Godly Play can improve the spiritual wellbeing of older adults in care settings.
These settings include nursing homes, residential care, retirement villages, lunch clubs, with intergenerational groups. It also works with older people who are living with dementia.
Our new project began in Sheffield in February 2016 (funded by the Diocese of Sheffield and the Sheffield Church Burgesses Trust) and now this has grown into a national project (funded by a Christian Projects grant from The Henry Smith Charity and from The Vine Church in Sheffield). It is being delivered by Mutual Blessings on behalf of Godly Play UK.
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We are inviting everyone, nationally and internationally, interested in using Godly Play with Elders in Care Settings to join our Godly Play Elders team, which has an online space where people can: share their stories and experiences; view resources, find all the latest updates on this work; ask questions and interact with other team members. Please complete this contact form.
We also have a Facebook page Godly Play Elders
We offer a one day training for using Godly Play with elders. These are for anyone who has completed the 3 day accreditation course in Godly Play. Our next Training Day is in Cambridge on 14th July.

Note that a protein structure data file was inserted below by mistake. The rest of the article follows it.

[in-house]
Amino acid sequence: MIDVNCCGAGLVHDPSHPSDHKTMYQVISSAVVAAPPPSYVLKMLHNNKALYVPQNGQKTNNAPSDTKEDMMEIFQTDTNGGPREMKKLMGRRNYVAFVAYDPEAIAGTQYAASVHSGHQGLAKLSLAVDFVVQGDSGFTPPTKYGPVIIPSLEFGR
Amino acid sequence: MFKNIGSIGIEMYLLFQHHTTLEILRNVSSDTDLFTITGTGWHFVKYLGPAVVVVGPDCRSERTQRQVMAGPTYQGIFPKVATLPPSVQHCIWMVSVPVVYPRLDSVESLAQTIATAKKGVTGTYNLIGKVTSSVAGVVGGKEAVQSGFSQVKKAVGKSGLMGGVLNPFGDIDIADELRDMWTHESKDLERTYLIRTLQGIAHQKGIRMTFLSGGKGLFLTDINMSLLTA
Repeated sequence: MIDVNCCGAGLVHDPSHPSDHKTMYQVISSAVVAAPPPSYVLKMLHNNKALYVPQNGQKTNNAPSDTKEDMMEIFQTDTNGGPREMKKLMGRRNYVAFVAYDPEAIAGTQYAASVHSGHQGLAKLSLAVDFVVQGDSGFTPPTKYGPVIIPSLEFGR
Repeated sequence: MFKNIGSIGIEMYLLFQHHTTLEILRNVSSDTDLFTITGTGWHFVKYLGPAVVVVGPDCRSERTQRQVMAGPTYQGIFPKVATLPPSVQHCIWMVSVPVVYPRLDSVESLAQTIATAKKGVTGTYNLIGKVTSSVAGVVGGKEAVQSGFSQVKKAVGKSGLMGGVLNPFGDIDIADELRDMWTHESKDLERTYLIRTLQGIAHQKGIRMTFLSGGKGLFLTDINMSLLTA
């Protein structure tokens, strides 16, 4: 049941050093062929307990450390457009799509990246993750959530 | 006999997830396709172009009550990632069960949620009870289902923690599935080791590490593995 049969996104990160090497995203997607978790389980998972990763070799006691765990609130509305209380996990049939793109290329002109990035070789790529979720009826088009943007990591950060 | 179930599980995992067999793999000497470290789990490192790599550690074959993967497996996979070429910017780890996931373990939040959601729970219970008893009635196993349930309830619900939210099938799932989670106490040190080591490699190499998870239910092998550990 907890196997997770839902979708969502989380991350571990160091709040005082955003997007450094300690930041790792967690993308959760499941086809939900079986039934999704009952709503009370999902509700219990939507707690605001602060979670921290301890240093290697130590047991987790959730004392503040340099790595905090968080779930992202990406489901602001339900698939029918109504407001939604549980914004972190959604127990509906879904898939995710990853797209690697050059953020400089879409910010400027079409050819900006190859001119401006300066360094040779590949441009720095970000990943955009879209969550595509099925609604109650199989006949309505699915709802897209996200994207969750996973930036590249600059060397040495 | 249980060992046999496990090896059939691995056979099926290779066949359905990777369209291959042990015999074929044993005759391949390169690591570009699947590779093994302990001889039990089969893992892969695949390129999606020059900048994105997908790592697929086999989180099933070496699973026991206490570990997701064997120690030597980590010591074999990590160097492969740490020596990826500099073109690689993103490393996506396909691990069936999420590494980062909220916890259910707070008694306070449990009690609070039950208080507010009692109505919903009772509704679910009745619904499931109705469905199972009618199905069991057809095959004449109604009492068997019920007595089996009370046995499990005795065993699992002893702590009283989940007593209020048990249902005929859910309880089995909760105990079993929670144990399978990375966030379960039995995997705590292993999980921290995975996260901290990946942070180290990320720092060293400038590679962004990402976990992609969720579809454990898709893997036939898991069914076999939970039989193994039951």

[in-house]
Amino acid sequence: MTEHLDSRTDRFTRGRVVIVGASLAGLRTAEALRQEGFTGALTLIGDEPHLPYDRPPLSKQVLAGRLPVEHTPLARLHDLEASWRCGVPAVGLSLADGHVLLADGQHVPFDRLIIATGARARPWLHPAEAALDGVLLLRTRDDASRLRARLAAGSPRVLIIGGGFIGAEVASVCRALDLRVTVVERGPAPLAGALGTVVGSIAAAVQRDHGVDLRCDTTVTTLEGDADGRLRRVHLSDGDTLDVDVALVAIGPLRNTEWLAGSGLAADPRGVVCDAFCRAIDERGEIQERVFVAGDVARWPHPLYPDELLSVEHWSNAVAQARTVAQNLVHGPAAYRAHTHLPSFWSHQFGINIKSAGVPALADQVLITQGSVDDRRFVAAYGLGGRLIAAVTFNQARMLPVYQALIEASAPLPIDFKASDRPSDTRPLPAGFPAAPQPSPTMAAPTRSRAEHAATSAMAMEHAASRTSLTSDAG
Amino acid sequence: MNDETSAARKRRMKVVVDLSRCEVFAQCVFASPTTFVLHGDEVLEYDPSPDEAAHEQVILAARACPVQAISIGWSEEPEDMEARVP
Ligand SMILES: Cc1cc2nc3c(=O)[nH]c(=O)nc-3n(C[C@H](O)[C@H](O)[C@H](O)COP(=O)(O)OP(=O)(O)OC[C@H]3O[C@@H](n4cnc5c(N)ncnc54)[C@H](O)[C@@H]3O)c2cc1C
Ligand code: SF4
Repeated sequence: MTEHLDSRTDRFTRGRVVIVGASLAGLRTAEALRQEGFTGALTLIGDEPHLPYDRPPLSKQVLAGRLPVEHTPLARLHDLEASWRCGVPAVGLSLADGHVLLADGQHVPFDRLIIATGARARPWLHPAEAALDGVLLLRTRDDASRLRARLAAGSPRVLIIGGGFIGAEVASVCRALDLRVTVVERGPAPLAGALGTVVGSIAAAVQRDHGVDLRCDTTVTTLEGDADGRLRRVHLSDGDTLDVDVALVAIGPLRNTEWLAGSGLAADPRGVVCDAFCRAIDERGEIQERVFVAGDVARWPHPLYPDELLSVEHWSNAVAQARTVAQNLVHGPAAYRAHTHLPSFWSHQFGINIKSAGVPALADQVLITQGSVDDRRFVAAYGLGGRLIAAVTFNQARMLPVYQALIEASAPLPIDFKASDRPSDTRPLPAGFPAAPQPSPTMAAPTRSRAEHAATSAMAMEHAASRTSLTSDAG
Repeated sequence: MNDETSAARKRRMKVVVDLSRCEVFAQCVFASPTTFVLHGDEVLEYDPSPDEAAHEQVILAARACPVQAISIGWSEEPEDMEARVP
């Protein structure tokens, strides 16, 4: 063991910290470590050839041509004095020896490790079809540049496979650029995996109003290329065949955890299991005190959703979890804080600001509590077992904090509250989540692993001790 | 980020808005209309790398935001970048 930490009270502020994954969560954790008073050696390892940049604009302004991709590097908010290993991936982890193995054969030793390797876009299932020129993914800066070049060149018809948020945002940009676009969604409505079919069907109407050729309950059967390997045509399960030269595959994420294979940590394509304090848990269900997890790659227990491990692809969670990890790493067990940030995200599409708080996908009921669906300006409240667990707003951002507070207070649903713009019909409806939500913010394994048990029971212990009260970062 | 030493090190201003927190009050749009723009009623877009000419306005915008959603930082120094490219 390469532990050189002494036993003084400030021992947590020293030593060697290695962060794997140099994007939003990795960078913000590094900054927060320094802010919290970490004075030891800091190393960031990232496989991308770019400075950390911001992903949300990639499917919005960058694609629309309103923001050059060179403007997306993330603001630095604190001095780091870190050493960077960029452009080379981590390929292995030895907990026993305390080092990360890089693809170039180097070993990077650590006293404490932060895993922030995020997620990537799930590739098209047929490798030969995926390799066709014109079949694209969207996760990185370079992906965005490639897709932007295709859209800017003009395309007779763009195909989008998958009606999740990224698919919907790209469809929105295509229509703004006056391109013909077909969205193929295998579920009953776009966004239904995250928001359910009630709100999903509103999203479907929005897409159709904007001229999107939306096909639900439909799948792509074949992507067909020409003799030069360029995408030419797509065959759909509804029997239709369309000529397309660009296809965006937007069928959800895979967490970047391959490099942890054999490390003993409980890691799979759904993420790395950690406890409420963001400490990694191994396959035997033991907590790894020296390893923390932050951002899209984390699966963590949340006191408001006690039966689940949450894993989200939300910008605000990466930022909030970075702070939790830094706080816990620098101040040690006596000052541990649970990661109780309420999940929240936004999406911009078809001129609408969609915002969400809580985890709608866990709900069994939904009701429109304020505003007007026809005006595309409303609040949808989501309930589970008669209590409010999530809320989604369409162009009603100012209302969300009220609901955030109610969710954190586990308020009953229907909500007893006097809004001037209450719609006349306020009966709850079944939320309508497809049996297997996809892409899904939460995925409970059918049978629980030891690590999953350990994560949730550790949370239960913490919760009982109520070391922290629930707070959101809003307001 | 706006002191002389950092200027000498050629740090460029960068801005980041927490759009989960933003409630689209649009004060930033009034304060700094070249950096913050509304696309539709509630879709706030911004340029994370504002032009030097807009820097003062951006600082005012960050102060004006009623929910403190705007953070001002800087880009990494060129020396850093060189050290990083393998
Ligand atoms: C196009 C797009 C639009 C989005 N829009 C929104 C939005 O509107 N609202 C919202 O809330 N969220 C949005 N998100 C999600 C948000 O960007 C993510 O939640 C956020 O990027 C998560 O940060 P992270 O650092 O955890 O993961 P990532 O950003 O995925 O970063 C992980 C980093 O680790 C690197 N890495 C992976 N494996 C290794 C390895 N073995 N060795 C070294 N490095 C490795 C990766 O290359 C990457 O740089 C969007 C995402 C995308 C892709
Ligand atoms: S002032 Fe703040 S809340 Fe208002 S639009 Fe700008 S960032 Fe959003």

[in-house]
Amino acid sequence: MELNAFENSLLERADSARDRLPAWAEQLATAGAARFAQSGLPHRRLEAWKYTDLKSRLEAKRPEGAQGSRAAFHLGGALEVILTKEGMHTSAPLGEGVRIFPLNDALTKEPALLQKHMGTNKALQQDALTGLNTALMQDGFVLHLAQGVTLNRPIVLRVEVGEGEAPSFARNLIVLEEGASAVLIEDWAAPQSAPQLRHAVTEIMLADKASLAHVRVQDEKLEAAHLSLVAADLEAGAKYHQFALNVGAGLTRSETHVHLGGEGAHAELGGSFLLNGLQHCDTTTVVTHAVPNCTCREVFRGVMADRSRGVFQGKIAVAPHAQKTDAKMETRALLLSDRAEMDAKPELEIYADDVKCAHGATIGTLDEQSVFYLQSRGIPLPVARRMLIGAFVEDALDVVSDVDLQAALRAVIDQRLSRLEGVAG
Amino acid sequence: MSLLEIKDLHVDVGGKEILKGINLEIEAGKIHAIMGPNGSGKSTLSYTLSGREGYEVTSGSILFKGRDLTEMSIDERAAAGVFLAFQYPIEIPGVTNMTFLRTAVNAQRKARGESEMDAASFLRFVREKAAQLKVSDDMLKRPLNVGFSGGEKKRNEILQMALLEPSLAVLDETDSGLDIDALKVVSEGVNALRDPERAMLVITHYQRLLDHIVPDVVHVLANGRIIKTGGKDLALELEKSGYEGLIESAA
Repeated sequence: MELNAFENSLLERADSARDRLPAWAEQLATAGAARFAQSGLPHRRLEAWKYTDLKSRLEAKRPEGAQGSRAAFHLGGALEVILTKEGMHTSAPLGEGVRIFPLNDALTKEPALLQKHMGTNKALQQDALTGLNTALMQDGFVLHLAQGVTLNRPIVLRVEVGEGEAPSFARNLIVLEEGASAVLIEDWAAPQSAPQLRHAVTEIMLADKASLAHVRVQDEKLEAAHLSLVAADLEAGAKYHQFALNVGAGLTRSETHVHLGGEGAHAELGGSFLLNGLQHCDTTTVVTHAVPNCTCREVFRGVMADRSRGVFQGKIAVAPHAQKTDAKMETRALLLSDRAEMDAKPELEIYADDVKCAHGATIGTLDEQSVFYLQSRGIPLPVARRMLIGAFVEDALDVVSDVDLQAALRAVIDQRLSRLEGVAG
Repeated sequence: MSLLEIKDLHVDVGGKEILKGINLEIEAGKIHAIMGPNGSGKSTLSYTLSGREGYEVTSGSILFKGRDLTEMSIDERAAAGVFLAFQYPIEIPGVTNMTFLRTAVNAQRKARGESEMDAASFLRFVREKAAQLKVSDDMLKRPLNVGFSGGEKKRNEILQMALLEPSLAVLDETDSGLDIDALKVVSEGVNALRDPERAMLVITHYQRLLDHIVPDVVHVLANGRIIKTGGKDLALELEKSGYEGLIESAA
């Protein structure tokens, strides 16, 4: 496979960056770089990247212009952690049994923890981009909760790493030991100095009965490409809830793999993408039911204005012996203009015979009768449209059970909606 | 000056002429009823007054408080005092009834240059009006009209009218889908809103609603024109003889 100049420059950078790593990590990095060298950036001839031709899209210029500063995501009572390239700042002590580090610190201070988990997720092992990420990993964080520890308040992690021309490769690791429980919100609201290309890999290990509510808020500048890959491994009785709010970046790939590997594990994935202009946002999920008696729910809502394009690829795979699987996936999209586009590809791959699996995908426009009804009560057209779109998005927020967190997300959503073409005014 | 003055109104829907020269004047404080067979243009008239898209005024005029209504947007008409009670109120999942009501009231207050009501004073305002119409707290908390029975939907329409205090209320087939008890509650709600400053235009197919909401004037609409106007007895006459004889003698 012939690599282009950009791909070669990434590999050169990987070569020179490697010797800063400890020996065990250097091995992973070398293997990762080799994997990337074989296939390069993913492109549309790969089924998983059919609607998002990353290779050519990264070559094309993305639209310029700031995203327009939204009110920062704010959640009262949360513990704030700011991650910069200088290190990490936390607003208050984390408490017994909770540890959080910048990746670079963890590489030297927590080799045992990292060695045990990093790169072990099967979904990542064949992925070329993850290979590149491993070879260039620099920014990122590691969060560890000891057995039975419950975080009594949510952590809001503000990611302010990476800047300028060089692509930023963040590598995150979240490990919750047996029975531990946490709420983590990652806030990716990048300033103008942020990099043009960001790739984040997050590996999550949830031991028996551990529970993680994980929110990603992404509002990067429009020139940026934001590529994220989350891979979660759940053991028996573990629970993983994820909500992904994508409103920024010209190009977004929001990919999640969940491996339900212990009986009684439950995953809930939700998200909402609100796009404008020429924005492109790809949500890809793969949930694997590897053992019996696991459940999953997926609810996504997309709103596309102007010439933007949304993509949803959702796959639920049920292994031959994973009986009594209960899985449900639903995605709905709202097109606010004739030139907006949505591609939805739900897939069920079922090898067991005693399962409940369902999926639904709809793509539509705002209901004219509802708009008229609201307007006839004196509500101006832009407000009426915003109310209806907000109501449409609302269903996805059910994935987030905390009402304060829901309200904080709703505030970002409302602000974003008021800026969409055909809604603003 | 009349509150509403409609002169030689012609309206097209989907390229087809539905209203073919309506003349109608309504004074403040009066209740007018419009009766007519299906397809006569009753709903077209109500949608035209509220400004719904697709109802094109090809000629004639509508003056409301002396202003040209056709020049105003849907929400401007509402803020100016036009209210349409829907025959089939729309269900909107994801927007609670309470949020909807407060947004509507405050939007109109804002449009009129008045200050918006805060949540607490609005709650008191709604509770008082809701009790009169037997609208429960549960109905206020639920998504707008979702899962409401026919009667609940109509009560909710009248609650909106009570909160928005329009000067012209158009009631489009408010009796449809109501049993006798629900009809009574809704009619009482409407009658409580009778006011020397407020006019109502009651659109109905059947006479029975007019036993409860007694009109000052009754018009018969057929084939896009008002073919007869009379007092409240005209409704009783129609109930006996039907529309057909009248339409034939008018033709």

The one day training will address:
- the spirituality of older people;
- adapting Godly Play for a variety of care settings;
- working with elders who have dementia;
- working with care home managers and care home staff.
Contact Kathryn Lord email@example.com
Using Godly Play with people living with Dementia
Church Publishing, Inc has released a digital book by US Godly Play Trainer The Rev. Lois Howard: Using Godly Play with Alzheimer’s and Dementia Patients. Based on Lois’ years of experience with the Godly Play method and practice in facilities with Alzheimer’s and dementia patients.
Richard Allen, NHS mental health Chaplain, and Alison Seaman describe their experience of using Godly Play in a day care setting with people living with dementia. They reflect on the specific issues raised by working with older people with short-term memory problems.